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Saturday, 23 February 2008

Henry Okah ! The dilemma of a Niger Delta activist! From gun running to freedom fighting!





My brother, the Niger Delta militant



By Andrew Walker BBC News website, Abuja



Little is known about Henry Okah, the Niger Delta militant currently being held by the Nigerian Government.
He has been accused by police of murder, kidnapping, bank robbery, gun-running and putting the state at risk by planning to secede the oil-rich delta region from Nigeria.
Now his brother has told the BBC about the early life of the man who helped turn a gang of unruly thugs into a well-publicised movement.
Charles Okah says they grew up in a privileged family who had no contact with the Delta until their late teens.
While Charles qualified as an engineer and went to work in the oil industry, Henry went deeper into "activism", fighting the oil companies.
He even sold me a gun. He said: Can you imagine an armed robber raping your wife? Charles Okah
Henry's first real steps toward the rebels came in the 1990s when Henry got a job selling licenced guns to Lagos home-owners.
He got the licences from the the police, Charles says, and claims it was a legitimate business.
He denies any knowlege of where the guns came from, but at the time Henry had been working for the Nigerian merchant navy for for some years.
"like any business in Nigeria, he saw an oportunity and had a connection," Charles said.
Henry was a sucessful salesman because he'd paint a graphic picture of what happened during an armed robbery and customers would hand over the cash.
"He even sold me a gun," his brother says, "I didn't want one but he said: can you imagine an armed robber raping your wife?"
"Nervous guys who didn't want anything to do with guns would change their minds in an instant when he said that. We'd laugh about it."
Now his brother has been extradited from Angola on gun-running charges.
Whereabouts unknown
Mr Okah, 42, has not been seen since arriving back in Nigeria last week.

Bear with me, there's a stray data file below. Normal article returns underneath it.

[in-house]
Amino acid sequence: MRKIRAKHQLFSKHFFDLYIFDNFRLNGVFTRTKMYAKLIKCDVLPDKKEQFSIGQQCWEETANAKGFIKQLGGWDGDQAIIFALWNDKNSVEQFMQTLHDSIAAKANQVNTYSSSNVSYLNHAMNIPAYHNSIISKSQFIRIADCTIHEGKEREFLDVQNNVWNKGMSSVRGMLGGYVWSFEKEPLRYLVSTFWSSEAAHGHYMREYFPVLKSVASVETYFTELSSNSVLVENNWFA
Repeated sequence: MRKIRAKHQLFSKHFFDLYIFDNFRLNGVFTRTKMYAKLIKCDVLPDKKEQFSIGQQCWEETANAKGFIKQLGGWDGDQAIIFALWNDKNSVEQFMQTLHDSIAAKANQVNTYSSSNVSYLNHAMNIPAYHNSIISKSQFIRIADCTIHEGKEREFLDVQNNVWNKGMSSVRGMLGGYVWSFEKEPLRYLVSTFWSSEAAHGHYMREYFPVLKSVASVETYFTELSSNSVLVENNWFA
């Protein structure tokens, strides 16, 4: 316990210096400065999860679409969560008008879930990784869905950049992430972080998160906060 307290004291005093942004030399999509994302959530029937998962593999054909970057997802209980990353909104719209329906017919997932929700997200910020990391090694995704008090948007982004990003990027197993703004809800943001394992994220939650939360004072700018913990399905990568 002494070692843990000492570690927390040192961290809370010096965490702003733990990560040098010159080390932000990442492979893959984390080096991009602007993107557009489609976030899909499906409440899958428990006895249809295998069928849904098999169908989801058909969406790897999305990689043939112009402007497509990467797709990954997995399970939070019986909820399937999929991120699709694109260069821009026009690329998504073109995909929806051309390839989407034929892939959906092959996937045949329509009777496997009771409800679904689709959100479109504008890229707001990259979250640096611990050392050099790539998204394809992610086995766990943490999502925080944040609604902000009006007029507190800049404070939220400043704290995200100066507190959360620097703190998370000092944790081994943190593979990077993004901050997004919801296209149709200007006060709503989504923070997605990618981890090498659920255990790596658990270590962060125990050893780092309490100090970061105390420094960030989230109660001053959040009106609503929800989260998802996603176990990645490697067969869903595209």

Mend said they heard he was killed by security forces, prompting a denial by the government.
His lawyers filed papers in an Abuja court Thursday in an attempt to have him charged or released.
Mr Okah's family and lawyers deny Henry is a violent militant. They say he's an "activist", who has a day job as a marine engineer and "import and exporter".
Observers say that with Okah's media-savvy guidance, Mend transformed itself from a band of poorly organised thugs into a operation that had well organised propaganda and appeared to have a political mission.
They notified journalists of attacks moments after they ocurred, and emailed pictures of hostages to newsdesks around the world.
Privileged upbringing
Its a far cry from when Henry and Charles were growing up in privileged Lagos society.
The children of a successful Navy officer, they lived among the wealthy elite of early post-independence Nigeria.
Charles remembers a very "British" upbringing.
MEND
Formed early 2006
Had links to militant Mujahid Dokubo-Asari's Niger Delta Volunteer Force
Split into two rival groups late 2006
Bayelsa State faction leader - Jomo Gbomo
Delta State faction leader - Gen Godswill Tamuno
Demand 100% control of Nigeria's oil wealth Demanded release of impeached Bayelsa governor on trial for money laundering
Operate from creeks of Niger Delta
Communicate with media by e-mail
They went to private schools, and had never visited their family village in Bayelsa state, where the oil industry was then developing.
Henry, The fourth of nine children, enjoyed adventure comics and read Commando magazine, according to older brother Charles.